Here's a little photo inspiration for fellow party DIYers. 

I found a free downloadable hungry caterpillar image online here and designed my own printable invitation. A hole punch down the side matches the caterpillar's trail of eaten food from the books. Delete the party details, type 'Thank You' across the top, and you have matching thank you notes as well.

I loved the idea of a tiny 'smash cake' just for the birthday boy. I had just taken my first cake decorating class so this cake is far from perfect, but I love its color and whimsy. My inspiration was the colorful polka dots from the introduction of The Very Hungry Caterpillar. To get the 'marbled' look of the dots, I hand twisted and rolled out fondant of two different shades of each color. I did not use fondant to cover the entire cake so my son would have an easier time with the 'smashing'.

The rest of the guests got green grass cupcakes and chocolate filled strawberries. Filling the strawberries instead of dipping them really helped with the mess. Thanks Pinterest:).

Apart from the caterpillars, polka dots were a primary theme through the decorations. Tablecloths, washi tape on plastic cups, paper straws, cupcake wrappers, a birthday banner...I put polka dots everywhere.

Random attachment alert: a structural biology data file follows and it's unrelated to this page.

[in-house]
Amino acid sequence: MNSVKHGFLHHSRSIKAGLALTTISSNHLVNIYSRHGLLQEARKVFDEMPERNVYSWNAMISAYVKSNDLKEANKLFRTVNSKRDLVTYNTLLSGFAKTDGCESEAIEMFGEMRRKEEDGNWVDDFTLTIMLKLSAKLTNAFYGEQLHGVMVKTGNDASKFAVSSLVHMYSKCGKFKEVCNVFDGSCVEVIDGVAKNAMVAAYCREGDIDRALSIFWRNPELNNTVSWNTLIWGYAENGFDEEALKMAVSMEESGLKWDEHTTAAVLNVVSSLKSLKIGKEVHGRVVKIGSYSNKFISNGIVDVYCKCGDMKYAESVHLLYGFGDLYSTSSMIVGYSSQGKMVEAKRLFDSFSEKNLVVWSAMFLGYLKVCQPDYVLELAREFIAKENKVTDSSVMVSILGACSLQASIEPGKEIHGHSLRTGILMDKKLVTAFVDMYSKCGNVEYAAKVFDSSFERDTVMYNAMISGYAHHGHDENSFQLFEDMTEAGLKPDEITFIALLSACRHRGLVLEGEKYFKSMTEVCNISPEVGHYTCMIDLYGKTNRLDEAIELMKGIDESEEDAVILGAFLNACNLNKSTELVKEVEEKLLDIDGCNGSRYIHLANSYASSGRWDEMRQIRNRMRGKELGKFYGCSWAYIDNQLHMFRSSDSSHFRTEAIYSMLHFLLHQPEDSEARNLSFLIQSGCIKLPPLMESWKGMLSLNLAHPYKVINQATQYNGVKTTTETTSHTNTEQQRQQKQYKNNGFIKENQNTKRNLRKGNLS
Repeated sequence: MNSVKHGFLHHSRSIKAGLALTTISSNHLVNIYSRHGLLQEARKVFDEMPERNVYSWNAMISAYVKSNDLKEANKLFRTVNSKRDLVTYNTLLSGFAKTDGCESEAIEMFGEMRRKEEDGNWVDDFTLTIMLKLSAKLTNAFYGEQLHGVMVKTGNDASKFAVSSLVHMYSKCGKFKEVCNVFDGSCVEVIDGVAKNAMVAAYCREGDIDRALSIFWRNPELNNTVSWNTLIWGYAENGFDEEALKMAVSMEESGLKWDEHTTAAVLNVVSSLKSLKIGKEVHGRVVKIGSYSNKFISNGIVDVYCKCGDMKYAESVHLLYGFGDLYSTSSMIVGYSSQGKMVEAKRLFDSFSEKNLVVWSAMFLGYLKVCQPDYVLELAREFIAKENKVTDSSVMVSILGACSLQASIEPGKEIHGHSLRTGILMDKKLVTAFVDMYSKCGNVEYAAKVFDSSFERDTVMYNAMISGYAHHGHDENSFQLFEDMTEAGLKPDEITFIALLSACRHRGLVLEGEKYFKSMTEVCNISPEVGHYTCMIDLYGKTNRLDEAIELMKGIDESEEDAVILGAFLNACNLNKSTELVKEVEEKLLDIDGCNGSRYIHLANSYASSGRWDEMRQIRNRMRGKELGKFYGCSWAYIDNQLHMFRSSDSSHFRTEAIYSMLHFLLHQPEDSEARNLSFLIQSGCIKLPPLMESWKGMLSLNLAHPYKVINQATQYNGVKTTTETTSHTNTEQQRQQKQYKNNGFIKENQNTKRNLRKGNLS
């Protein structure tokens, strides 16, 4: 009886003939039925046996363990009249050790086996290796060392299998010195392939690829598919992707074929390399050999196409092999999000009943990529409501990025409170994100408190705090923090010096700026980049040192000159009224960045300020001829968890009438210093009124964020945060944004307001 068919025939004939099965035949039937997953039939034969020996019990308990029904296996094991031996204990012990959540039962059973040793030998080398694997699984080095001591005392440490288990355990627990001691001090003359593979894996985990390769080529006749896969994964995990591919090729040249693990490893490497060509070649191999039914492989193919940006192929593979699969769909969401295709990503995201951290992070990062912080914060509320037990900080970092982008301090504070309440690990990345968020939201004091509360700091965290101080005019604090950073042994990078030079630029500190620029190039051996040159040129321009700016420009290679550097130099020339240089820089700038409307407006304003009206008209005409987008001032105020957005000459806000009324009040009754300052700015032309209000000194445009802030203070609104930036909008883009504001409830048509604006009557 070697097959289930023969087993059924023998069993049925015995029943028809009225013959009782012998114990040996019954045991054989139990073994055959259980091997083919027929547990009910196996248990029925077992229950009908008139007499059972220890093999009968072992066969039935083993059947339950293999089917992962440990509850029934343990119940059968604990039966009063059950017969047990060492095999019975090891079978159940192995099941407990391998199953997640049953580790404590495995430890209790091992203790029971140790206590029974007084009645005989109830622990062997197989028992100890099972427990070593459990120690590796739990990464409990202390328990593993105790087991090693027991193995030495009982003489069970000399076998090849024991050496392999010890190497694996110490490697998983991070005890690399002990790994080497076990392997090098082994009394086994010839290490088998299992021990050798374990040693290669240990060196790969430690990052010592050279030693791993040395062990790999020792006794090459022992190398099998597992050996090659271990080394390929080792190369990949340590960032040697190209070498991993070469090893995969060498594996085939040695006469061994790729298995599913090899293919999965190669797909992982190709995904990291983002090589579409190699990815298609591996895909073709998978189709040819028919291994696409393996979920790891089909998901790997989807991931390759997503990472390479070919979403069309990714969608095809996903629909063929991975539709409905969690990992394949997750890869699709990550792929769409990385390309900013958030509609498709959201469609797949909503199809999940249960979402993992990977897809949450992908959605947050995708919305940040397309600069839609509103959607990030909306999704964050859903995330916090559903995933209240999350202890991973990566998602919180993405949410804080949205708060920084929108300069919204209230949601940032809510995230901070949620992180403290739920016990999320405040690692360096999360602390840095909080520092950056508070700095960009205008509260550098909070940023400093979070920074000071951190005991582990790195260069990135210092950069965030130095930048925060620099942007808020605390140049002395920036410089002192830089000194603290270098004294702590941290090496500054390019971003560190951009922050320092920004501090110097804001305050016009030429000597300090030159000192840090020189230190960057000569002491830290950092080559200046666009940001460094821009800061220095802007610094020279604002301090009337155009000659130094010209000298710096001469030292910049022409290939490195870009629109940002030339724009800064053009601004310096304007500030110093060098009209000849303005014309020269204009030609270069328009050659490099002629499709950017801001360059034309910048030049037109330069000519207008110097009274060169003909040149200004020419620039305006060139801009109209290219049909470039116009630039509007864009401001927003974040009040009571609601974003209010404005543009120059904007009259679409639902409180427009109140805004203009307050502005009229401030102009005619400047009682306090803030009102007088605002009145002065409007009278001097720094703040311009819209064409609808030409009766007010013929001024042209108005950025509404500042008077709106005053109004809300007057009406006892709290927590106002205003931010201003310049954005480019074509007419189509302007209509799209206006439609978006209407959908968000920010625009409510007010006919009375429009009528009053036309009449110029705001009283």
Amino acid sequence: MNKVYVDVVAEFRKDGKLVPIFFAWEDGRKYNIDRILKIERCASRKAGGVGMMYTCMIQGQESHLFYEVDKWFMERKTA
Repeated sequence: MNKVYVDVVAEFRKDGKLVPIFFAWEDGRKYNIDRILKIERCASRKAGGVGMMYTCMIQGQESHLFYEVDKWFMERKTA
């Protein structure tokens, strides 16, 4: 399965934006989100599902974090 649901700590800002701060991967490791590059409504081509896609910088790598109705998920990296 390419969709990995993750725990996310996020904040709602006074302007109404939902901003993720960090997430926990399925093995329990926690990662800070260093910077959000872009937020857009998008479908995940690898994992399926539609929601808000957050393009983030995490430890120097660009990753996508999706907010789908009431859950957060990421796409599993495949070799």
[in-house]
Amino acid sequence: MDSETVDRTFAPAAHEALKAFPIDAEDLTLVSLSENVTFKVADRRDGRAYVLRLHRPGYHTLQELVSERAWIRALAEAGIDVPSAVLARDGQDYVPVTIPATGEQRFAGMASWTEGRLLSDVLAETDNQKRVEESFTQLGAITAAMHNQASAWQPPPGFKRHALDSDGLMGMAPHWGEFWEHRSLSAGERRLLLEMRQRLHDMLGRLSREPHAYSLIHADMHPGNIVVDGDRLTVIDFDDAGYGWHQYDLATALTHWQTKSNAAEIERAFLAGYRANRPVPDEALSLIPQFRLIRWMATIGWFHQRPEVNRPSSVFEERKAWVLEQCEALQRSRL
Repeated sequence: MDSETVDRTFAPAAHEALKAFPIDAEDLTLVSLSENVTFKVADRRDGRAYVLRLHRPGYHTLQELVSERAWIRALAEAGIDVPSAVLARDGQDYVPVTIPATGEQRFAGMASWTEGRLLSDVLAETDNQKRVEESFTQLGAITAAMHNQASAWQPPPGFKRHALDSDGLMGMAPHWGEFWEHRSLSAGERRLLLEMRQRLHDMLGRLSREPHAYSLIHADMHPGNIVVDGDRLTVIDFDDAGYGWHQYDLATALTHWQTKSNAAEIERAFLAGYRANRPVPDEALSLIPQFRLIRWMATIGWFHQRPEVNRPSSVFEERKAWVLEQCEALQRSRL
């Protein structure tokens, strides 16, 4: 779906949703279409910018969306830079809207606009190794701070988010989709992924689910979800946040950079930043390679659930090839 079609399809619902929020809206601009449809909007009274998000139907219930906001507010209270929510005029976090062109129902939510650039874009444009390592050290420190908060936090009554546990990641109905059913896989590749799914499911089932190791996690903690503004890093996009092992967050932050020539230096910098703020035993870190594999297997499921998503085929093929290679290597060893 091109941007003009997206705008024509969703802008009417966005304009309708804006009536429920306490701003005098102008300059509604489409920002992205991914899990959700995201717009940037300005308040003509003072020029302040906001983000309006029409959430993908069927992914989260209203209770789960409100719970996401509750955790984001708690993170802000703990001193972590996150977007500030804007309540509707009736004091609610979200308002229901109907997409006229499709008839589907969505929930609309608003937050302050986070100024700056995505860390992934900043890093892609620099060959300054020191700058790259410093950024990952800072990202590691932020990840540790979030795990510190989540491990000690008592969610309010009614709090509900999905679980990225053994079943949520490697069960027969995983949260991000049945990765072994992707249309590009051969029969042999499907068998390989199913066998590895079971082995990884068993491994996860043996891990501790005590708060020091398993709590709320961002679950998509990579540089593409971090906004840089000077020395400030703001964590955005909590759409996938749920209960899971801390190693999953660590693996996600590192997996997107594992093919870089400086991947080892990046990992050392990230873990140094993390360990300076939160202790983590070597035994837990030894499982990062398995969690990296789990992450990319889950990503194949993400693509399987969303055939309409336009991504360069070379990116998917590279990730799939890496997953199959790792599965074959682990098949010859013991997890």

Green leaf garlands (also caterpillar 'eaten') and wheatgrass centerpieces added the final touches to the decorations. The wheatgrass was incredibly easy, cheap, and grew in 10 days! I found wheatgrass seed packets at Whole Foods. The green leaf garlands were cut with my Silhouette Cameo

And finally, the favors. I had my heart set on giving the kids caterpillar finger puppets and there were zero good options available. With a little trial and error, I came up with a simple crochet pattern you can find in my Etsy shop. However, consider yourself warned that hand crocheting finger puppet favors can (in some circles) put you into that 'crazy mom' category. Obviously, I would think you were awesome and ask you for the pattern. Who can blame you if you get a wee bit excited for your kids first birthday? 

To wrap the favors, I found a Silhouette Cameo pattern for an apple box. I added a few holes and used the same invitation caterpillar image to make tags. 

I was so happy with the theme. Such a classic resonates with babies and adults alike, and the beautiful artwork and whimsical story offered a ton of inspiration for DIY decorations. There are so many options! I hope you found a little inspiration from our version of A Very Hungry Caterpillar First Birthday. But most importantly, enjoy celebrating your little one. 

Jan 8, 2014

Tips and Gear for Your First Half Marathon